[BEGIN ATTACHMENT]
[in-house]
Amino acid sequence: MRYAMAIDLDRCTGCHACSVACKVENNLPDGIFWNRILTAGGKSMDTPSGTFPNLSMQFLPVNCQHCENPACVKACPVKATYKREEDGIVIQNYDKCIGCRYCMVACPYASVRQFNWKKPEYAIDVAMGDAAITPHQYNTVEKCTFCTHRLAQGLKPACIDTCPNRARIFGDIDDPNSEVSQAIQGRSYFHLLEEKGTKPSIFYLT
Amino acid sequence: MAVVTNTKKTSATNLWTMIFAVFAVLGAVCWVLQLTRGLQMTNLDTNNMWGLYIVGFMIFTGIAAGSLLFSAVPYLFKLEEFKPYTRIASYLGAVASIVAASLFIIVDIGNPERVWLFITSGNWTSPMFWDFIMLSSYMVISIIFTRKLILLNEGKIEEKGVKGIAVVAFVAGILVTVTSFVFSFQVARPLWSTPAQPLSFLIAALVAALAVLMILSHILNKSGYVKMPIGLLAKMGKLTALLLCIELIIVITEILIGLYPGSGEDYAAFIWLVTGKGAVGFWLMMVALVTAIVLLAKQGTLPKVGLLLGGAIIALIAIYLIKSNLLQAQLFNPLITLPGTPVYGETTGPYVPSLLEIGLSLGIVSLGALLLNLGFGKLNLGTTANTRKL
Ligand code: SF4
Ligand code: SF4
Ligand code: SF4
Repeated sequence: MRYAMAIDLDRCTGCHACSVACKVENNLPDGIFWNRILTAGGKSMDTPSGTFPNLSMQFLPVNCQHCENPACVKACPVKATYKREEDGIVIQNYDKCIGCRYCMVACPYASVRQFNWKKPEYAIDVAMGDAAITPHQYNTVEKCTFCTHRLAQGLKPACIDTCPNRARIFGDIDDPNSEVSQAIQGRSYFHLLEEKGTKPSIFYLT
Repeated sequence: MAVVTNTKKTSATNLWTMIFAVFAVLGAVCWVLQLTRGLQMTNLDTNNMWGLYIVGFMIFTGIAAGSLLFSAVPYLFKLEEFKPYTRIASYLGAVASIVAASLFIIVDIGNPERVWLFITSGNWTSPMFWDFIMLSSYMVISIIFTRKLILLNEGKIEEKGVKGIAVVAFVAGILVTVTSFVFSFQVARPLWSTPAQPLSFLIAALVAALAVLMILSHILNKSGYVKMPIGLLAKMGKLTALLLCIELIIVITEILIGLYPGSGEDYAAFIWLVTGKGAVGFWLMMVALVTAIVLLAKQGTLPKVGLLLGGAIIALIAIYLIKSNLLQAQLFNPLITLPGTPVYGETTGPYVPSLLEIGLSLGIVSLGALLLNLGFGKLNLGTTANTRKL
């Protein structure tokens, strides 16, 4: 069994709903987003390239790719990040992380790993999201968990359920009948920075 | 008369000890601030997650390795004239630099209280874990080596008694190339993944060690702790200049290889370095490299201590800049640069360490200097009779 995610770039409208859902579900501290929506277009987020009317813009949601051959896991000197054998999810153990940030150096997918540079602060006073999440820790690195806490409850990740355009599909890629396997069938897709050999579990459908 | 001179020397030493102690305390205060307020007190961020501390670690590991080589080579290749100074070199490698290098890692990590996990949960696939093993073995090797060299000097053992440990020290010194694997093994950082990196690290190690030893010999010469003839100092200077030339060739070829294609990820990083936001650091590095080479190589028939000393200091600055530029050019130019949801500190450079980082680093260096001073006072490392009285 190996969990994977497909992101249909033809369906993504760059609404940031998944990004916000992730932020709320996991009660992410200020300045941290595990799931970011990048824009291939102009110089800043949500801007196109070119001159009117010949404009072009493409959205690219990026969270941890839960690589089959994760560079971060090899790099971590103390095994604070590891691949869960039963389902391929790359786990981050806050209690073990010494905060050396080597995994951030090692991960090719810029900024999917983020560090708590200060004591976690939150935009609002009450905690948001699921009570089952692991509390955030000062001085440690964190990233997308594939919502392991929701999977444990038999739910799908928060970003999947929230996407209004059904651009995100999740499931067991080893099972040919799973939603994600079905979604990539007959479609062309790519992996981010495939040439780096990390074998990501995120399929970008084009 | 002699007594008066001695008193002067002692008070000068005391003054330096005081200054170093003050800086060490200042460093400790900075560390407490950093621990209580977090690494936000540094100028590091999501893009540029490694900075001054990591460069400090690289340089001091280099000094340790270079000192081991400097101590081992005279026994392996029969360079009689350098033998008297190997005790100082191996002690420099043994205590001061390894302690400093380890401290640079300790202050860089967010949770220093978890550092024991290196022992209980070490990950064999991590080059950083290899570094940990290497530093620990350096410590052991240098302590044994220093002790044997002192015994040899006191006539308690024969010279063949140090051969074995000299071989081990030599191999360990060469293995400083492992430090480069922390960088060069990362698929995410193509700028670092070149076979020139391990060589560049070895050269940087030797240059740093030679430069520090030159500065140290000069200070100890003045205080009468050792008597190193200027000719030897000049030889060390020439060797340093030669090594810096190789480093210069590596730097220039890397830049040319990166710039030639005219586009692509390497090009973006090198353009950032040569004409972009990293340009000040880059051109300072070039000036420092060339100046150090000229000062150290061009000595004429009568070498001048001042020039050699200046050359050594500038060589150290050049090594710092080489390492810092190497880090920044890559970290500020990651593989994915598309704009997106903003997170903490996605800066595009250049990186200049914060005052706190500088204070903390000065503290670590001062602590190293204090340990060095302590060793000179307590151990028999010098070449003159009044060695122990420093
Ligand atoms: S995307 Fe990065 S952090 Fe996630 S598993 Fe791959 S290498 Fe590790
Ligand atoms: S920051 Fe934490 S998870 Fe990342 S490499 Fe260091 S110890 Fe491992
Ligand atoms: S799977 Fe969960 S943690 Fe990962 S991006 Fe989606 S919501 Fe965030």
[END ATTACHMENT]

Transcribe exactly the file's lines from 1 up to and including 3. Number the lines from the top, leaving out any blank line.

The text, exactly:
[in-house]
Amino acid sequence: MRYAMAIDLDRCTGCHACSVACKVENNLPDGIFWNRILTAGGKSMDTPSGTFPNLSMQFLPVNCQHCENPACVKACPVKATYKREEDGIVIQNYDKCIGCRYCMVACPYASVRQFNWKKPEYAIDVAMGDAAITPHQYNTVEKCTFCTHRLAQGLKPACIDTCPNRARIFGDIDDPNSEVSQAIQGRSYFHLLEEKGTKPSIFYLT
Amino acid sequence: MAVVTNTKKTSATNLWTMIFAVFAVLGAVCWVLQLTRGLQMTNLDTNNMWGLYIVGFMIFTGIAAGSLLFSAVPYLFKLEEFKPYTRIASYLGAVASIVAASLFIIVDIGNPERVWLFITSGNWTSPMFWDFIMLSSYMVISIIFTRKLILLNEGKIEEKGVKGIAVVAFVAGILVTVTSFVFSFQVARPLWSTPAQPLSFLIAALVAALAVLMILSHILNKSGYVKMPIGLLAKMGKLTALLLCIELIIVITEILIGLYPGSGEDYAAFIWLVTGKGAVGFWLMMVALVTAIVLLAKQGTLPKVGLLLGGAIIALIAIYLIKSNLLQAQLFNPLITLPGTPVYGETTGPYVPSLLEIGLSLGIVSLGALLLNLGFGKLNLGTTANTRKL